WASHINGTON DC (Kurdistan 24) - “We’re not looking for regime change in Iran. I just want to make that clear,” US President Donald Trump affirmed in Tokyo on Monday at a press conference that followed his meeting with Japanese Prime Minister Shinzo Abe.
“We’re looking for no nuclear weapons,” Trump continued, as he emphasized his bottom line in dealing with Iran. “I’m not looking to hurt Iran at all. I’m looking to have Iran say, ‘No nuclear weapons.’”
The Iran nuclear deal, reached by his predecessor, Barack Obama, fell far short of that goal in Trump’s view. The Iranians would have had “free access” to nuclear weapons in “just a very short period of time,” he said, because of the “sunset clauses” in the agreement, formally known as the Joint Comprehensive Plan of Action (JCPOA.)
Trump’s statement included his prediction, “I think we’ll make a deal,” as he added, “I think Iran has tremendous economic potential, and I look forward to letting them get back to the stage where they can show that.”
“I know so many people from Iran,” he continued. “They are great people.”
Trump’s lengthy statement about Iran, including his conciliatory words, was all the more notable, because he was responding to a question at a press conference and the question was not about Iran. Rather, Trump was asked about North Korea. But after speaking with Abe, he clearly had a message to convey to Tehran.
Indeed, before the summit meeting, a journalist had shouted at Trump, “Do you welcome the Prime Minister negotiating between the US and Iran?”
“The Prime Minister and Japan have a very good relationship with Iran, so we’ll see what happens. The Prime Minister has already spoken to me about that,” Trump responded, and “if they’d like to talk, we’d like to talk also.”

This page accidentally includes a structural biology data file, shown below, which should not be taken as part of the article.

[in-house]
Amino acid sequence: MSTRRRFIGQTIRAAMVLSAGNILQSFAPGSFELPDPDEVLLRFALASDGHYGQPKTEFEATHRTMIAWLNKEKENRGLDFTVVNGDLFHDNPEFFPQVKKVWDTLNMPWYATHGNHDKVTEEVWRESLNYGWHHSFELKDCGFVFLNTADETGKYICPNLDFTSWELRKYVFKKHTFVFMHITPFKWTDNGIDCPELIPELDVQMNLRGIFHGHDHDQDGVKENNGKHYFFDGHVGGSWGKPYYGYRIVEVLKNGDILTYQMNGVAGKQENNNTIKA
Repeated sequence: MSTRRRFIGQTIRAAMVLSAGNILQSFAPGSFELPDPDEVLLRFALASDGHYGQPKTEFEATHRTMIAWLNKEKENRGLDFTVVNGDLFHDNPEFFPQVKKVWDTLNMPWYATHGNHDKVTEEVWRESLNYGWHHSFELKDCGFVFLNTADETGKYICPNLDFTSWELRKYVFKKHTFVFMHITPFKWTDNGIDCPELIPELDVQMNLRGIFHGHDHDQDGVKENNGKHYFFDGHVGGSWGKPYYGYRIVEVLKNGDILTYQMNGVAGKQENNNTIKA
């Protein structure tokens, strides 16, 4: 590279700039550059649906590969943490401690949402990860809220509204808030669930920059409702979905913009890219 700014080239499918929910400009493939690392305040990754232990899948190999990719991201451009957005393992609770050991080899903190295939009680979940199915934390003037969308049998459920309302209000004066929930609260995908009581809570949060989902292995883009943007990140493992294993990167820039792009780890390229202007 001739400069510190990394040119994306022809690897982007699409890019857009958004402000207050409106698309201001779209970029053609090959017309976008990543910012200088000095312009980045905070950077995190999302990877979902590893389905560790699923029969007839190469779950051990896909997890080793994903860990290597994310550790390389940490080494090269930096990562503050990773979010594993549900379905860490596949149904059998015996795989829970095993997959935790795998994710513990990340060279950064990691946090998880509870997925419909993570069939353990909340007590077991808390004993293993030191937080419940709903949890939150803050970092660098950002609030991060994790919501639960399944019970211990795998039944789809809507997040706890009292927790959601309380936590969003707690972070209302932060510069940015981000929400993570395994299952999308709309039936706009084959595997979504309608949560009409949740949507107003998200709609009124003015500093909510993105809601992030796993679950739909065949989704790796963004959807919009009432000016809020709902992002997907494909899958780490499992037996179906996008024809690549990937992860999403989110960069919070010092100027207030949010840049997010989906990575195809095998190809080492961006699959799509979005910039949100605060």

Trump claimed that the US’ withdrawal from the JCPOA and the subsequent reimposition of sanctions has had a major impact on Iran.
“When I first came into office,” he said, Iran “was a terror.” They were fighting “all over the Middle East,” and “they were behind every single major attack, whether it was Syria, whether it was Yemen” or elsewhere.
But “now they’re pulling back, because they’ve got serious economic problems,” Trump continued, noting the “massive” US sanctions.
Trump’s conciliatory statements toward Iran came as the US has been beefing up its presence in the Persian Gulf in response to intelligence suggesting that Iran’s response to the tightened sanctions has been, in fact, to prepare to undertake covert attacks on US targets.
Prior to the Tokyo summit, the Japanese press had speculated that Abe might be planning a trip to Iran soon, as Bloomberg News reported. A senior Japanese official denied that, however.
Paul Davis, a former Pentagon analyst and now a Senior Fellow at Soran University, suggested to Kurdistan 24 that North Korea was Abe’s main concern and he might try to do Trump a service regarding Iran to keep Trump on board for dealing effectively with Pyongyang (Abe seemed to want Trump to be tougher on North Korea.)
Davis also suggested, “If there is a door to be opened in Iran, Japan might well be the country to open it.” Japan is a “major country,” but it has “a low profile in the region,” and that may be “just what is needed.”
No Japanese Prime Minister, while in office, has visited Tehran since before the Iranian revolution, some 40 years ago, Bloomberg explained. But a number of senior Japanese figures have visited Iran since 2012, when Abe took office. They include his wife and his brother, while in 1983, as Foreign Minister, his father made a trip there.
Editing by Nadia Riva